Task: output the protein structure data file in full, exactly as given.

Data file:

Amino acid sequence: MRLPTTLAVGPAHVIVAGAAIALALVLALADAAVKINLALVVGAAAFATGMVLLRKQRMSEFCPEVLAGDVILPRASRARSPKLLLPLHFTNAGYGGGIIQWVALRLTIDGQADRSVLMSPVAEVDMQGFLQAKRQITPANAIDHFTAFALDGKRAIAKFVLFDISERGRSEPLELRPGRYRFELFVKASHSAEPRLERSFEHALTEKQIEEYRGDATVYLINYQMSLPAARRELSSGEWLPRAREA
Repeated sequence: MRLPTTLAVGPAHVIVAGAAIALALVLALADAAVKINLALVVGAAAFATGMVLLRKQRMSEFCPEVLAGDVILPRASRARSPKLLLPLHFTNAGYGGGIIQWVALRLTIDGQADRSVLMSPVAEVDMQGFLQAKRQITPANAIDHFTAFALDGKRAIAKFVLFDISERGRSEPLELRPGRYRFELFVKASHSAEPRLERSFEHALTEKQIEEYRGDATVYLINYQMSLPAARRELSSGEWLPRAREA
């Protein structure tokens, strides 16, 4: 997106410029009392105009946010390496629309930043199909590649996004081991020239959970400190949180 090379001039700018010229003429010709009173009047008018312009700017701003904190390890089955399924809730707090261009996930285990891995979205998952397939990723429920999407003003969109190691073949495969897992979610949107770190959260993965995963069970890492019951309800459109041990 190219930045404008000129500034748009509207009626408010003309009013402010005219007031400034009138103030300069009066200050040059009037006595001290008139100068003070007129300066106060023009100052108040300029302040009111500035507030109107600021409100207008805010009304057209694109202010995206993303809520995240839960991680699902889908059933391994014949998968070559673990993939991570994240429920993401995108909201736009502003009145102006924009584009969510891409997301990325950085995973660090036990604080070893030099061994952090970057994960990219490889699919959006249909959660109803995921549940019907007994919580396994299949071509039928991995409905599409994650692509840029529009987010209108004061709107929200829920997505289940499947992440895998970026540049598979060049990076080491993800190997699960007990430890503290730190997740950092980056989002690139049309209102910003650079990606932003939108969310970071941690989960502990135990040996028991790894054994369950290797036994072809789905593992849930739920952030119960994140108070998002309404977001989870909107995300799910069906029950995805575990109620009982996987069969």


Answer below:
Amino acid sequence: MRLPTTLAVGPAHVIVAGAAIALALVLALADAAVKINLALVVGAAAFATGMVLLRKQRMSEFCPEVLAGDVILPRASRARSPKLLLPLHFTNAGYGGGIIQWVALRLTIDGQADRSVLMSPVAEVDMQGFLQAKRQITPANAIDHFTAFALDGKRAIAKFVLFDISERGRSEPLELRPGRYRFELFVKASHSAEPRLERSFEHALTEKQIEEYRGDATVYLINYQMSLPAARRELSSGEWLPRAREA
Repeated sequence: MRLPTTLAVGPAHVIVAGAAIALALVLALADAAVKINLALVVGAAAFATGMVLLRKQRMSEFCPEVLAGDVILPRASRARSPKLLLPLHFTNAGYGGGIIQWVALRLTIDGQADRSVLMSPVAEVDMQGFLQAKRQITPANAIDHFTAFALDGKRAIAKFVLFDISERGRSEPLELRPGRYRFELFVKASHSAEPRLERSFEHALTEKQIEEYRGDATVYLINYQMSLPAARRELSSGEWLPRAREA
């Protein structure tokens, strides 16, 4: 997106410029009392105009946010390496629309930043199909590649996004081991020239959970400190949180 090379001039700018010229003429010709009173009047008018312009700017701003904190390890089955399924809730707090261009996930285990891995979205998952397939990723429920999407003003969109190691073949495969897992979610949107770190959260993965995963069970890492019951309800459109041990 190219930045404008000129500034748009509207009626408010003309009013402010005219007031400034009138103030300069009066200050040059009037006595001290008139100068003070007129300066106060023009100052108040300029302040009111500035507030109107600021409100207008805010009304057209694109202010995206993303809520995240839960991680699902889908059933391994014949998968070559673990993939991570994240429920993401995108909201736009502003009145102006924009584009969510891409997301990325950085995973660090036990604080070893030099061994952090970057994960990219490889699919959006249909959660109803995921549940019907007994919580396994299949071509039928991995409905599409994650692509840029529009987010209108004061709107929200829920997505289940499947992440895998970026540049598979060049990076080491993800190997699960007990430890503290730190997740950092980056989002690139049309209102910003650079990606932003939108969310970071941690989960502990135990040996028991790894054994369950290797036994072809789905593992849930739920952030119960994140108070998002309404977001989870909107995300799910069906029950995805575990109620009982996987069969």